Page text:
BEVERLY — Picking up your daughters from school can seem like a routine chore for most fathers.
But not if you've spent the last 14 months in northern Iraq, your only connection to your growing daughters via video phone calls.
U.S. Army Maj. Brandon Russell surprised both of his daughters by walking into their classrooms yesterday afternoon, eliciting hugs and giggles from his girls amid clicking cameras and misty-eyed onlookers.
"She's not normally this shy," Russell joked as his 3-year-old daughter, Hope, expressed herself only by wrapping her arms tightly around his neck as he squatted to greet her.
Russell, 35, had actually returned home to Beverly the night before but after his daughters had gone to sleep. In order to maintain the planned surprise, he stayed upstairs yesterday morning while his wife, Jeneil, got the girls off to school.
Hope is a pre-kindergarten student at the North Shore Christian School in North Beverly, while 6-year-old Rhema attends The Futures Clinic, a center for autistic children at the Cummings Center.
Russell, a native of Michigan, is a career military officer who attended West Point as a 17-year-old out of high school. He was in Iraq on an earlier tour when Rhema was born in 2004 and didn't see her until she was 6 months old.
This time around he had been away for 14 months, serving as a combat adviser to senior Iraqi security forces. Thanks to the wonders of Skype, the Internet video service, he could speak with and see his daughters two or three times a week.
"It's kind of weird because you're very informed but you're not there to do anything about it," he said. "My wife is the real hero in all this. She did this for 14 months by herself."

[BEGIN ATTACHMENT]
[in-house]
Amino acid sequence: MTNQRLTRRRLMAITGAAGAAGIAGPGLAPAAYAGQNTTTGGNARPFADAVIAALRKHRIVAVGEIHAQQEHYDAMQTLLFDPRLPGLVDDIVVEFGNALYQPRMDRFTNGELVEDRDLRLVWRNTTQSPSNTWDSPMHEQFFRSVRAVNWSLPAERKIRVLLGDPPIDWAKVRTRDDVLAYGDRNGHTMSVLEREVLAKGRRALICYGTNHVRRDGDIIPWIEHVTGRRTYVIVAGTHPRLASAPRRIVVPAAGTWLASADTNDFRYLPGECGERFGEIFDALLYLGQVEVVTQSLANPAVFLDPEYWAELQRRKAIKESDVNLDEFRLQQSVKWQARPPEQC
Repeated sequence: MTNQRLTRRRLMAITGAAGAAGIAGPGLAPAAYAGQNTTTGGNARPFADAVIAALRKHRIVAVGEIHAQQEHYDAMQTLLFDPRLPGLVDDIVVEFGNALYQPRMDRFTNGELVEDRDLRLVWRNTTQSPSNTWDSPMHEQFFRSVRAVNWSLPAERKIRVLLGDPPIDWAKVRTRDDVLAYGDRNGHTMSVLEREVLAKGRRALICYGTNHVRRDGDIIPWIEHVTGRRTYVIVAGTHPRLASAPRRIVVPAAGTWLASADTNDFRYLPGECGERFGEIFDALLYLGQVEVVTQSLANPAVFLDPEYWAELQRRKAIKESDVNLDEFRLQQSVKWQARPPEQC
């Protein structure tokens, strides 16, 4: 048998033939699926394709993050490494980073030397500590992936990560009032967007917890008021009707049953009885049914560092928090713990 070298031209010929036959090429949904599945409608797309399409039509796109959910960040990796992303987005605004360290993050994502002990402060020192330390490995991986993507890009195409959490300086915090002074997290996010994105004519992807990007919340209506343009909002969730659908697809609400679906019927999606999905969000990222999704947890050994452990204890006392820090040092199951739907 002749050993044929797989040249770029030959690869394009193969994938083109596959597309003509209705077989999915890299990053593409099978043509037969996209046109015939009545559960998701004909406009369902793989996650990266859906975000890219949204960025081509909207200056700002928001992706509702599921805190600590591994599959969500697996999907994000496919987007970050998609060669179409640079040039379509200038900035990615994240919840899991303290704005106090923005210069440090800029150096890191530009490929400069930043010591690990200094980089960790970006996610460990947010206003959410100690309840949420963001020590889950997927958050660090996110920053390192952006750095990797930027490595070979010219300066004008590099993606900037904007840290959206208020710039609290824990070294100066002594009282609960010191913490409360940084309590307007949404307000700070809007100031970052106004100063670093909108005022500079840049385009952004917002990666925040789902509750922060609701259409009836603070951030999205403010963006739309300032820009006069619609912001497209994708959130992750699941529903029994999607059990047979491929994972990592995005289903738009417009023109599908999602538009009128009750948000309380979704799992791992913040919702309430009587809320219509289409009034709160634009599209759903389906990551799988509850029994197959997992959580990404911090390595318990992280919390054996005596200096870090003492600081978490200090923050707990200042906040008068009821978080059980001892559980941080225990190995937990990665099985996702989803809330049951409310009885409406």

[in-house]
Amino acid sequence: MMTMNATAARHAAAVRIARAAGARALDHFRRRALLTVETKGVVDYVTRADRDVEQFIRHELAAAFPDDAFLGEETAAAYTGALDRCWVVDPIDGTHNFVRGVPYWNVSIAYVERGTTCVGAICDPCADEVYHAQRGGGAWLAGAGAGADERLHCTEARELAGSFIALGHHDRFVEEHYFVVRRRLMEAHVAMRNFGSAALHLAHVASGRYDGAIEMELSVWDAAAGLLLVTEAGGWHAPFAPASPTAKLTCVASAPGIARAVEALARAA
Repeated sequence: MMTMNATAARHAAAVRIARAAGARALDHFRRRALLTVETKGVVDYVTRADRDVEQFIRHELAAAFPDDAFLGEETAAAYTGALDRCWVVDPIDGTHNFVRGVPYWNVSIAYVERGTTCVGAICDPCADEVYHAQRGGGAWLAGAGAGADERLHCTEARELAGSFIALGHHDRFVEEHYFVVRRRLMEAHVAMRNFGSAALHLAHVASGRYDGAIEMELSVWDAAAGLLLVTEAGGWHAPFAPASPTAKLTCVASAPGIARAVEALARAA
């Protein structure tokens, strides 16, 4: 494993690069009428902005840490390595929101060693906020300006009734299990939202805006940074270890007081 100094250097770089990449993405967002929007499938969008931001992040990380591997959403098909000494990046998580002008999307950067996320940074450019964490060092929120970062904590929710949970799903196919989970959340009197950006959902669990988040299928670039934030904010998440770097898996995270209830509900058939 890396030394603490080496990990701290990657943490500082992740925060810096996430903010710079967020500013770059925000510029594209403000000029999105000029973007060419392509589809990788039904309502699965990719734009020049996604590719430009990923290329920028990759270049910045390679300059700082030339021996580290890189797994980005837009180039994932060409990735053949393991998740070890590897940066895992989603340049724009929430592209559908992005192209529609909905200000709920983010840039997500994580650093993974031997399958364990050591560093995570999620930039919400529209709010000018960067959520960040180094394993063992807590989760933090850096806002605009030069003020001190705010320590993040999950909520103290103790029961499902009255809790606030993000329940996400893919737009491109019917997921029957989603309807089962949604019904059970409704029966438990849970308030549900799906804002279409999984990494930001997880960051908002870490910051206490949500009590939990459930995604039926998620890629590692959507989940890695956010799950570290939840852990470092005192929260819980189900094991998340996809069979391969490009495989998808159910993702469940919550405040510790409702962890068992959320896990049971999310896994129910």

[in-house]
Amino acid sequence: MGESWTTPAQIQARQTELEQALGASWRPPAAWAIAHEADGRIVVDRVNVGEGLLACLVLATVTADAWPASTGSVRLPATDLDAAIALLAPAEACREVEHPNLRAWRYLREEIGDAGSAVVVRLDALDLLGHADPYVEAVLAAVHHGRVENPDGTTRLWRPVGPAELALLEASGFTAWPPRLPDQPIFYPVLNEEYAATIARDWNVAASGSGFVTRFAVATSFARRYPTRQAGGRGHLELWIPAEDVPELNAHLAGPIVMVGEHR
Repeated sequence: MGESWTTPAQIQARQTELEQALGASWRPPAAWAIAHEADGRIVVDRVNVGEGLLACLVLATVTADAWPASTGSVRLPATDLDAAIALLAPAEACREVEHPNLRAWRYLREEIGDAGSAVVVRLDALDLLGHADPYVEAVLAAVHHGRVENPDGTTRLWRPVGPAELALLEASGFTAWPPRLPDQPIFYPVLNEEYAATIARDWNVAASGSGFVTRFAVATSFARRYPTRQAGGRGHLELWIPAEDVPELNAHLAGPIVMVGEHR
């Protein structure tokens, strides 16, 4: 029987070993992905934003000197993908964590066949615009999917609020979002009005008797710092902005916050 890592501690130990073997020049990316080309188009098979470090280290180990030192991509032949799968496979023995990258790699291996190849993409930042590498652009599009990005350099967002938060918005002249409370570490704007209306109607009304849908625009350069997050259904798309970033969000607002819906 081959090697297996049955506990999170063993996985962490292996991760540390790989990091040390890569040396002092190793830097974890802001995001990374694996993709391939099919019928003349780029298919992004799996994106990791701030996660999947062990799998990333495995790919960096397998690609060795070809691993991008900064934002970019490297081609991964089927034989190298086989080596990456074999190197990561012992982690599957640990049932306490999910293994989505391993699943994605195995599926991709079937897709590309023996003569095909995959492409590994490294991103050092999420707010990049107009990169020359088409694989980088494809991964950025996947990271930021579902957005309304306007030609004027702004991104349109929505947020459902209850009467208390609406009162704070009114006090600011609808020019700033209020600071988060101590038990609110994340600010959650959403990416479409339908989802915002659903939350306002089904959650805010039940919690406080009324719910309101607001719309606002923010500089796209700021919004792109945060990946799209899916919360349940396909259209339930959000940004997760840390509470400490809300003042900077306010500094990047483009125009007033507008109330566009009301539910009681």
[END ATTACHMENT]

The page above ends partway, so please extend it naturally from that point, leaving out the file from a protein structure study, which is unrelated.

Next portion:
He did return home for a two-week leave in May, but that was precious little time to bond with his daughters.
At North Shore Christian School yesterday, Russell stayed back in the hallway until Hope's class filed into their room through a back door. When her teacher announced a "special guest," Russell walked in wearing his green fatigue uniform, brown boots and beret.
Hope seemed startled at first. Then she jumped up from her chair and ran over to her crouching father, grabbing him around the neck as he stood up. Russell asked her to give him a "dinosaur hug." He placed his beret on her head.
"We thank the Lord for keeping us safe on both ends," he said.
The family then hopped in their van and drove to The Futures Clinic to pick up Rhema. Like Hope, Rhema ran over to her father and he lifted her up in his arms. She giggled and squirmed and tugged at his ear.
That kind of response from Rhema, her mother said, was "precious."
"For so long, she would not pay attention to anyone in the room," she said. "She wouldn't greet us when we came in."
Now that they're back together again, the Russell family has nothing special planned. They were heading for a playground yesterday. On Monday, Rhema has a doctor's appointment. It's the kind of routine family life they've been missing.
"I've been waiting for a long time for this, especially for the girls to be with their dad again," Jeneil said. "We'll just do what we do."
Staff writer Paul Leighton can be reached at 978-338-2675 or by e-mail at pleighton@salem news.com.